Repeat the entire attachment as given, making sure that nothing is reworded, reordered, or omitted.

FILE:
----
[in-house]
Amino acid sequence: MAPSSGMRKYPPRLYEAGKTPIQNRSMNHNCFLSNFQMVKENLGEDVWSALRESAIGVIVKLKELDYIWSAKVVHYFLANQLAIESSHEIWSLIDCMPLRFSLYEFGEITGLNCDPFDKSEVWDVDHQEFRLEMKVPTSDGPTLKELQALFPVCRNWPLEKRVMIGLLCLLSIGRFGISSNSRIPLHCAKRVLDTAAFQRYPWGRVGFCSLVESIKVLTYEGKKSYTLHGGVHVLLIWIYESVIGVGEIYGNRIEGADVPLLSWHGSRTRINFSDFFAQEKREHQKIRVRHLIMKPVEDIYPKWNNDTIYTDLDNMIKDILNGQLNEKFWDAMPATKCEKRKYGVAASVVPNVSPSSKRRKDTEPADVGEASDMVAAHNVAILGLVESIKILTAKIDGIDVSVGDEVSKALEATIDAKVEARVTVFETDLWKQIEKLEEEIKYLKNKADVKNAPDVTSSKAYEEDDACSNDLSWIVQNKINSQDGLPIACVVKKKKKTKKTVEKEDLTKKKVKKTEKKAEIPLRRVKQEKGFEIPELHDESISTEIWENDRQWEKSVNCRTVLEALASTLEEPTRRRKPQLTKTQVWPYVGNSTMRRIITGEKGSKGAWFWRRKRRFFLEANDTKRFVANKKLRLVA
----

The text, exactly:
[in-house]
Amino acid sequence: MAPSSGMRKYPPRLYEAGKTPIQNRSMNHNCFLSNFQMVKENLGEDVWSALRESAIGVIVKLKELDYIWSAKVVHYFLANQLAIESSHEIWSLIDCMPLRFSLYEFGEITGLNCDPFDKSEVWDVDHQEFRLEMKVPTSDGPTLKELQALFPVCRNWPLEKRVMIGLLCLLSIGRFGISSNSRIPLHCAKRVLDTAAFQRYPWGRVGFCSLVESIKVLTYEGKKSYTLHGGVHVLLIWIYESVIGVGEIYGNRIEGADVPLLSWHGSRTRINFSDFFAQEKREHQKIRVRHLIMKPVEDIYPKWNNDTIYTDLDNMIKDILNGQLNEKFWDAMPATKCEKRKYGVAASVVPNVSPSSKRRKDTEPADVGEASDMVAAHNVAILGLVESIKILTAKIDGIDVSVGDEVSKALEATIDAKVEARVTVFETDLWKQIEKLEEEIKYLKNKADVKNAPDVTSSKAYEEDDACSNDLSWIVQNKINSQDGLPIACVVKKKKKTKKTVEKEDLTKKKVKKTEKKAEIPLRRVKQEKGFEIPELHDESISTEIWENDRQWEKSVNCRTVLEALASTLEEPTRRRKPQLTKTQVWPYVGNSTMRRIITGEKGSKGAWFWRRKRRFFLEANDTKRFVANKKLRLVA